Blocking IL-6 trans-signaling prevents high-fat diet-induced adipose tissue macrophage recruitment but does not improve insulin resistance

Michael J. Kraakman, Helene L. Kammoun, Tamara L Allen, Virginie Deswaerte, Darren C. Henstridge, Emma Estevez, Vance B Matthews, Bronwyn A Neill, David A. White, Andrew J. Murphy, Lone Peijs, Christine Yang, Steve Risis, Clinton R. Bruce, Xiao-Jun Du, Alex Bobik, Robert S. Lee-Young, Bronwyn A. Kingwell, Ajithkumar Vasanthakumar, Wei ShiAxel Kallies, Graeme I. Lancaster, Stefan Rose-John, Mark A. Febbraio

Research output: Contribution to journalArticleResearchpeer-review

121 Citations (Scopus)

Abstract

Interleukin-6 (IL-6) plays a paradoxical role in inflammation and metabolism. The pro-inflammatory effects of IL-6 are mediated via IL-6 "trans-signaling," a process where the soluble form of the IL-6 receptor (sIL-6R) binds IL-6 and activates signaling in inflammatory cells that express the gp130 but not the IL-6 receptor. Here we show that trans-signaling recruits macrophages into adipose tissue (ATM). Moreover, blocking trans-signaling with soluble gp130Fc protein prevents high-fat diet (HFD)-induced ATM accumulation, but does not improve insulin action. Importantly, however, blockade of IL-6 trans-signaling, unlike complete ablation of IL-6 signaling, does not exacerbate obesity-induced weight gain, liver steatosis, or insulin resistance. Our data identify the sIL-6R as a critical chemotactic signal for ATM recruitment and suggest that selectively blocking IL-6 trans-signaling may be a more favorable treatment option for inflammatory diseases, compared with current treatments that completely block the action of IL-6 and negatively impact upon metabolic homeostasis.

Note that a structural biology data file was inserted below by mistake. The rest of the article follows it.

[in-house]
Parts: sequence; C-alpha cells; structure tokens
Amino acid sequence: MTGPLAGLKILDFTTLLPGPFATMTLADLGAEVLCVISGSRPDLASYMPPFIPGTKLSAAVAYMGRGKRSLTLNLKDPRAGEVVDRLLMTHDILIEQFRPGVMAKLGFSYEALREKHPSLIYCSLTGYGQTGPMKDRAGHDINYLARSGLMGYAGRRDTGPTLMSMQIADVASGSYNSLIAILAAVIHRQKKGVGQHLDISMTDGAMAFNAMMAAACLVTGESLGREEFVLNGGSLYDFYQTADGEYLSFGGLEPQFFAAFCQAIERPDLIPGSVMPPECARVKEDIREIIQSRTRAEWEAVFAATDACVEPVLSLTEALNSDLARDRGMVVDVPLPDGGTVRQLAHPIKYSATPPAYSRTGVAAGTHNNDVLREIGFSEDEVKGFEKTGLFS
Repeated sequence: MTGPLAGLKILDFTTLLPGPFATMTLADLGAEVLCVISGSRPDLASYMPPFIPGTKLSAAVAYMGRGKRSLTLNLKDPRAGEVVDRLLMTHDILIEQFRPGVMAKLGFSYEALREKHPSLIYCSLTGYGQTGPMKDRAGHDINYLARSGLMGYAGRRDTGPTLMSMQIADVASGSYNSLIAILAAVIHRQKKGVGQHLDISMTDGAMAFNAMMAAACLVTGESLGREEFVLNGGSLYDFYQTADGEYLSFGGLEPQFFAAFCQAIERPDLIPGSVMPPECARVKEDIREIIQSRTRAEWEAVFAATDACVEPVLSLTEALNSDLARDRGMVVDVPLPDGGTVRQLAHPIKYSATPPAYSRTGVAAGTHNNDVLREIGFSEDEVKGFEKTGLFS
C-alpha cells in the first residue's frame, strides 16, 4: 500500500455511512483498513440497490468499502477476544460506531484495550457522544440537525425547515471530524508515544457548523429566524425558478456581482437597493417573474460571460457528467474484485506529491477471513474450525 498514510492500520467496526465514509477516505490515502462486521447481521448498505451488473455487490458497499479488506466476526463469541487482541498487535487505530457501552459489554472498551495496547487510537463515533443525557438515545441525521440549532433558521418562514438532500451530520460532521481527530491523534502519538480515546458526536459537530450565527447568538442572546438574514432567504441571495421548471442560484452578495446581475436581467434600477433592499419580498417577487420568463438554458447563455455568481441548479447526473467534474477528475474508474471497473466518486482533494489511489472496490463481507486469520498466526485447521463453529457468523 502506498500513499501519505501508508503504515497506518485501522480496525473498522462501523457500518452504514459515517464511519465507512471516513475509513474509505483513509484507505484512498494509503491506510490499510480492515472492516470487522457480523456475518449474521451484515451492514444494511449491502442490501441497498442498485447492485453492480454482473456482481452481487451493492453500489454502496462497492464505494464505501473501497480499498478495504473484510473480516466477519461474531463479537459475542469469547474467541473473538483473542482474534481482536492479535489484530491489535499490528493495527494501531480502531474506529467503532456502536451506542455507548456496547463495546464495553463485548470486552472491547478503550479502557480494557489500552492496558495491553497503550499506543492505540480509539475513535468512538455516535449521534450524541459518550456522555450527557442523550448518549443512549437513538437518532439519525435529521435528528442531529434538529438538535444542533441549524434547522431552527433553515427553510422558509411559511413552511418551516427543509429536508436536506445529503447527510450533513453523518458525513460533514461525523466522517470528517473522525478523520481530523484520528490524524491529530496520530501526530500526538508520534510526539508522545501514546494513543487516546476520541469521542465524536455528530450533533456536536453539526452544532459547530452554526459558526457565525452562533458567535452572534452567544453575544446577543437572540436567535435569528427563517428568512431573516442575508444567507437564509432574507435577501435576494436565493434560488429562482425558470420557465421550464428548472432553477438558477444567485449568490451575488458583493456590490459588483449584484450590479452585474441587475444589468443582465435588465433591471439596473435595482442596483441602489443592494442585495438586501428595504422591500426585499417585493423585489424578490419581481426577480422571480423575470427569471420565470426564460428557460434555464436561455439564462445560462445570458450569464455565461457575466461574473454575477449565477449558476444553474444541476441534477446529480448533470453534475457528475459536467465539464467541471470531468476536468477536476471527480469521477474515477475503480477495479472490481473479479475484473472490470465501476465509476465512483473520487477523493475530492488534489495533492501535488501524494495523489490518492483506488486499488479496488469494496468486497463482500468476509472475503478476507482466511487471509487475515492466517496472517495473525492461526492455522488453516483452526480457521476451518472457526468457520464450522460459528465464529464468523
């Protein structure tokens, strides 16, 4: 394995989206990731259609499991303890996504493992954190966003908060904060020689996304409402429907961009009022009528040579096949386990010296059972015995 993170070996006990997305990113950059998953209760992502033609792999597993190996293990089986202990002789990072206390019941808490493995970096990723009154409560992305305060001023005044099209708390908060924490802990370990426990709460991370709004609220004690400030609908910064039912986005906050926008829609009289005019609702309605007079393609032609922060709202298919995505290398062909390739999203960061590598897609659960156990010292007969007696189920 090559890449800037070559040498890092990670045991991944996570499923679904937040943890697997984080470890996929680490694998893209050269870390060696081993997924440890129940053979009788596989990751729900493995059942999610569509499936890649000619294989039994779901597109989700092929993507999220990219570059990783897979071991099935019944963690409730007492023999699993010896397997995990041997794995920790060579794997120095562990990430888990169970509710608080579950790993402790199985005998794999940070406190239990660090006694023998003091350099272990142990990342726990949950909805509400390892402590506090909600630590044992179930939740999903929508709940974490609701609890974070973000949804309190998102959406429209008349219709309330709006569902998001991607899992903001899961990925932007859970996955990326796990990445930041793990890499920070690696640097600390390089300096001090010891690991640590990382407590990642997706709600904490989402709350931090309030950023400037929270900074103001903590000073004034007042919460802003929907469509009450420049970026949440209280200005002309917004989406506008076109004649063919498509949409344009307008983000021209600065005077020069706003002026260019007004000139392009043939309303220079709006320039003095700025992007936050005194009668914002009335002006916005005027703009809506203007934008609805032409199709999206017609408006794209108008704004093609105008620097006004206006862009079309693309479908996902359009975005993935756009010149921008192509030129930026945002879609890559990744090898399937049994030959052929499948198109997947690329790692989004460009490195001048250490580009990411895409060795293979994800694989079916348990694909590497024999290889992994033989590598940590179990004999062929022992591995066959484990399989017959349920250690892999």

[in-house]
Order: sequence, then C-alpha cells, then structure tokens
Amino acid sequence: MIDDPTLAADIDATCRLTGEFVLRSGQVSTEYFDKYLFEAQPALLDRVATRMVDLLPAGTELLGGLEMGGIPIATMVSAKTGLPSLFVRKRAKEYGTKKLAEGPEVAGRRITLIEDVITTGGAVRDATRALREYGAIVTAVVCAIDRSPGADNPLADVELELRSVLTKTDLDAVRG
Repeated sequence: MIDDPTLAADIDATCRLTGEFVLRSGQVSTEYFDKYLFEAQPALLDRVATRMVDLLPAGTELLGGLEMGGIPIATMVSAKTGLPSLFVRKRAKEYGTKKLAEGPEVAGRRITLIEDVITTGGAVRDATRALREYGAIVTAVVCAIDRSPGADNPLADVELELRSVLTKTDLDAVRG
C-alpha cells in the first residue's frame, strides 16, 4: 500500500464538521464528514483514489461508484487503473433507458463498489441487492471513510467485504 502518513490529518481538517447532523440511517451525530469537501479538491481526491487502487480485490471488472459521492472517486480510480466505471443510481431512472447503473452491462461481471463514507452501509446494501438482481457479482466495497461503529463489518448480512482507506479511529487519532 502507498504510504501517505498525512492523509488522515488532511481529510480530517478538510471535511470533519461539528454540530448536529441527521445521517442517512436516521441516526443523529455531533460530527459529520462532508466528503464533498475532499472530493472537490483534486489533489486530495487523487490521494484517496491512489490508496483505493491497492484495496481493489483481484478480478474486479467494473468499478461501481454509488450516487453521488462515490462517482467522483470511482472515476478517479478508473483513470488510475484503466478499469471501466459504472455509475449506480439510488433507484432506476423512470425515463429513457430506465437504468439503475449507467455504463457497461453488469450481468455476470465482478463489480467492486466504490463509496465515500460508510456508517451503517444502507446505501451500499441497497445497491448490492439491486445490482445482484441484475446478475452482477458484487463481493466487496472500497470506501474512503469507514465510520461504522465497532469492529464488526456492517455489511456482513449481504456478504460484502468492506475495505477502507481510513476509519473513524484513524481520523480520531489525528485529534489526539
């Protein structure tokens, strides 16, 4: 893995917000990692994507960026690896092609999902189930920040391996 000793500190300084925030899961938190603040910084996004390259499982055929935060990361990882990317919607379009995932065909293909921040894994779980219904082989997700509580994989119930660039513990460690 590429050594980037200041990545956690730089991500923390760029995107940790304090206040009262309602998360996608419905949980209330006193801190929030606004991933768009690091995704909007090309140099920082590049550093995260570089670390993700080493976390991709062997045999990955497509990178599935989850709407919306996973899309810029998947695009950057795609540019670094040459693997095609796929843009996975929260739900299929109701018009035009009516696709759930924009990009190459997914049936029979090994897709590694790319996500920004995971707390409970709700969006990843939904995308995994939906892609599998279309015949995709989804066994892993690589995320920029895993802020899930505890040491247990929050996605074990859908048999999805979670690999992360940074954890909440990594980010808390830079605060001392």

Original languageEnglish
Pages (from-to)403-416
Number of pages14
JournalCell Metabolism
Volume21
Issue number3
DOIs
Publication statusPublished - 3 Mar 2015
Externally publishedYes

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